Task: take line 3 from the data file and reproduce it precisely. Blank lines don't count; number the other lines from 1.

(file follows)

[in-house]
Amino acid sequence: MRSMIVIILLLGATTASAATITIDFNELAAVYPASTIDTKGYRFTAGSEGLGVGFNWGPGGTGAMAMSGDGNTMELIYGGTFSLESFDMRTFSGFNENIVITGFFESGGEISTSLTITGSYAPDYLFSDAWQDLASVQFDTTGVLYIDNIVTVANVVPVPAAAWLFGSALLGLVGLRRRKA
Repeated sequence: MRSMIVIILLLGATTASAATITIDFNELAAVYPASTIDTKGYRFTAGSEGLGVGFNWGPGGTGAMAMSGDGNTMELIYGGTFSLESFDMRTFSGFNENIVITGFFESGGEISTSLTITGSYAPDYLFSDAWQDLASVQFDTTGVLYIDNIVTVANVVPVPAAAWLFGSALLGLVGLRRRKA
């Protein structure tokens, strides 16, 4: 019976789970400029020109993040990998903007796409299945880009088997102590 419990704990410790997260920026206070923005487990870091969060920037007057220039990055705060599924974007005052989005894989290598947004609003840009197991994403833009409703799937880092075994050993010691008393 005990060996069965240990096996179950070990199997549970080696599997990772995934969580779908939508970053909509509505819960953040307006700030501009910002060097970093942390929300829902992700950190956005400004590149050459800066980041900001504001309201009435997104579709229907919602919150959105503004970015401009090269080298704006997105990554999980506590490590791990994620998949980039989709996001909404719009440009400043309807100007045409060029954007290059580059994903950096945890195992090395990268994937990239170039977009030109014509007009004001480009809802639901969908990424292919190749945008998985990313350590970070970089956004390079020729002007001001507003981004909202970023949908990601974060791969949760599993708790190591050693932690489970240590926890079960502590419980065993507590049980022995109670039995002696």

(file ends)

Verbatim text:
Repeated sequence: MRSMIVIILLLGATTASAATITIDFNELAAVYPASTIDTKGYRFTAGSEGLGVGFNWGPGGTGAMAMSGDGNTMELIYGGTFSLESFDMRTFSGFNENIVITGFFESGGEISTSLTITGSYAPDYLFSDAWQDLASVQFDTTGVLYIDNIVTVANVVPVPAAAWLFGSALLGLVGLRRRKA